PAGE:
I wish that time could be looked at, and that it was more philosophical. Time is now so binary and we talk in minutes and seconds.

Marc Newson

Two small spheres magically travel two concentric circles on the face of Marc Newson’s Mystery Clock. For this minimal but functional timepiece, Newson devised a system to magnetically move the markers and keep time. The clock was intended to be produced in an edition of 20 to be distributed by Idée. The present lot is one of approximately six known examples; another example can be found in the collection of the Museum of Applied Arts & Sciences in Australia. 

Newson's Mystery clock in an Idée shop catalog

Marc Newson

Born in Sydney in 1963, Marc Newson spent his childhood traveling in Europe and Asia. His mother took a job working for a leading Australian architecture firm, exposing Newson to design at early age. He attended Sydney College of the Arts to study jewelry and sculpture, graduating in 1984. Newson was awarded a grant from the Australian Crafts Council to stage his first exhibition where he presented his Lockheed Lounge Chair that would be purchased by the National Gallery of Southern Australia. Newson moved to Tokyo in 1989 where he met the owner of Idée, Teuro Kurosaki with whom he would produce numerous designs for over the years. From Tokyo, Newson moved to Paris before settling in London and opening his own design studio, Marc Newson Ltd. Not one to be categorized, Newson has designed cars, jets, and watches in addition to his iconic furniture. In 2005, Time magazine named him one of the 100 most influential people in the world. His work is housed in the collections of several major museums around the globe including the Museum of Modern Art, New York, the Victoria and Albert Museum, London, and the Centre Georges Pompidou, Paris.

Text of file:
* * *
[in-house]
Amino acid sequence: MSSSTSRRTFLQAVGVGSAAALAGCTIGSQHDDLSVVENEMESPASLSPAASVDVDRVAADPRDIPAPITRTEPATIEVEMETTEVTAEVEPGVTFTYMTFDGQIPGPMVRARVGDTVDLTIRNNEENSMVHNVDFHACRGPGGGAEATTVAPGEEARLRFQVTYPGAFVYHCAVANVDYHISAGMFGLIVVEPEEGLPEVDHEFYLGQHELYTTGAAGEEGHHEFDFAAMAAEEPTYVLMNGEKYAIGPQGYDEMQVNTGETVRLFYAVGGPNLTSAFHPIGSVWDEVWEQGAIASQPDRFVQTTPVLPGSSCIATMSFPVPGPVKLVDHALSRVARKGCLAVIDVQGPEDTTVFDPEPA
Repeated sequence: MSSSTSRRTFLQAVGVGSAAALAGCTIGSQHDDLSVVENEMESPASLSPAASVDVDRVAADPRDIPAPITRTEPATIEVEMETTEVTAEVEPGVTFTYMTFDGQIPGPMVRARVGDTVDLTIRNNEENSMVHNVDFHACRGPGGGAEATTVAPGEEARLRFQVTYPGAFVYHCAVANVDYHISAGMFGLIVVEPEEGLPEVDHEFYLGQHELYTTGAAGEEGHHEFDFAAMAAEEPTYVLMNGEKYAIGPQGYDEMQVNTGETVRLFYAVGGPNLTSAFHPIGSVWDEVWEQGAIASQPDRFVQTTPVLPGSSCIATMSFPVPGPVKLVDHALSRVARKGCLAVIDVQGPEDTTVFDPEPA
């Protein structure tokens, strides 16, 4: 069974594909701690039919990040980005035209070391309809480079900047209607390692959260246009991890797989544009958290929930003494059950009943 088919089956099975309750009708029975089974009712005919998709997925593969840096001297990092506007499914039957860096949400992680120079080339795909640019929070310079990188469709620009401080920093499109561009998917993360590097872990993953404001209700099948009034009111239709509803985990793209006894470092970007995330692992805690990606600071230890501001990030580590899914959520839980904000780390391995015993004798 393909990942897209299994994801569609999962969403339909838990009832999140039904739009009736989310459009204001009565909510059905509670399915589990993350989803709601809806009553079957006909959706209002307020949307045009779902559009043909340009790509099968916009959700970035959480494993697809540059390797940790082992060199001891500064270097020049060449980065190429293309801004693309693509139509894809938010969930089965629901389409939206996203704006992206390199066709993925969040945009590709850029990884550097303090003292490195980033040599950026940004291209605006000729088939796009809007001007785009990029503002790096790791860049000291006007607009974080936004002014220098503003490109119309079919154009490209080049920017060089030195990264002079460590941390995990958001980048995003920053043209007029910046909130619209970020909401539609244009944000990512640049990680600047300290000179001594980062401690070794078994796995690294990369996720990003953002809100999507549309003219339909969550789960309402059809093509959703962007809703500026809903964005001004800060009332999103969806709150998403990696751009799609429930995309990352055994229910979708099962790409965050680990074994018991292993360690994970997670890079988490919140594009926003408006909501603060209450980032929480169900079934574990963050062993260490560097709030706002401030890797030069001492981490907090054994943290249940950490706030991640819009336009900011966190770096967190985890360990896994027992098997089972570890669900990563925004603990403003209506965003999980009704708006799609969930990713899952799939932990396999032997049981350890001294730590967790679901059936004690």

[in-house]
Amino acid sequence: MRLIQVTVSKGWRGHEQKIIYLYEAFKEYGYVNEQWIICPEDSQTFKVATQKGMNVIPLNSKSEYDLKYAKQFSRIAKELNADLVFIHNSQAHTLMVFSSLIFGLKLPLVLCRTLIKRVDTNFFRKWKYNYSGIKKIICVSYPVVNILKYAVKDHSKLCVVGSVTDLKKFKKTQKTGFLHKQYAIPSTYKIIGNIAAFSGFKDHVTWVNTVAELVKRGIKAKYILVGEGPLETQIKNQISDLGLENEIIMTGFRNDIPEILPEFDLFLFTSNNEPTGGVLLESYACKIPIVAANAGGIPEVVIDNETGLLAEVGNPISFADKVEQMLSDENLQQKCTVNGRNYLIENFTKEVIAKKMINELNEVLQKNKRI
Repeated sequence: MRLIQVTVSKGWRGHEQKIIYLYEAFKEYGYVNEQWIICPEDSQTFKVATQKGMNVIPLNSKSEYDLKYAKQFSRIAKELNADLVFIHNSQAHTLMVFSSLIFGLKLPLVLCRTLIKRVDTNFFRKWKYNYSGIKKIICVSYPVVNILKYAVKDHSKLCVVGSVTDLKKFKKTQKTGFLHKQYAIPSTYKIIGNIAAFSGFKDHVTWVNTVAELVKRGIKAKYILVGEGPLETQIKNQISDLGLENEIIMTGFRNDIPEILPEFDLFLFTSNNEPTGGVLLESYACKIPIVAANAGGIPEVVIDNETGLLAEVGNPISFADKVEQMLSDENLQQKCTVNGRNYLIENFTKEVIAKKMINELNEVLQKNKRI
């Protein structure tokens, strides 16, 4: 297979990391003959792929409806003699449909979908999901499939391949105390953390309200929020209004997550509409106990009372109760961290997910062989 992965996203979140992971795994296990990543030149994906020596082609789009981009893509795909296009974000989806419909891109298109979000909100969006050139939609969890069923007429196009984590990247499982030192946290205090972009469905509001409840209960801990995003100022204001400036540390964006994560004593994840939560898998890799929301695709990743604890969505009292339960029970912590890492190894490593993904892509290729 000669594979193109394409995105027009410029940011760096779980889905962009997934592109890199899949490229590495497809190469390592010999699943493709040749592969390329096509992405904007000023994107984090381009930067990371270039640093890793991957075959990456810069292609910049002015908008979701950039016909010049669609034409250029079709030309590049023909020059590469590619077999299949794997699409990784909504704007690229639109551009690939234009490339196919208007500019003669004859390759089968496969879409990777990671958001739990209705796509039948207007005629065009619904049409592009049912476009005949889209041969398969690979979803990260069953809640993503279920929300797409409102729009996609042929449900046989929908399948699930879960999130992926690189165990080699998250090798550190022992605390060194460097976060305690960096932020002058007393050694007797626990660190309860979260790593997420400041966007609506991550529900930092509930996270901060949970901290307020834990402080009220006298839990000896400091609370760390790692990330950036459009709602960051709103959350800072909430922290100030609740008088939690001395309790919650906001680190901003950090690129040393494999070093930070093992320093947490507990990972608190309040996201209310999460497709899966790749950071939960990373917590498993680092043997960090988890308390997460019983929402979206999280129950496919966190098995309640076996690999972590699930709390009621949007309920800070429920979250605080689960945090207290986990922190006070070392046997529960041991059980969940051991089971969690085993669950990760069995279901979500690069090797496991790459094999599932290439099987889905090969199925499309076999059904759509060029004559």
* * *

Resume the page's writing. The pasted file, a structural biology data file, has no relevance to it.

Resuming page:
Auction Results Marc Newson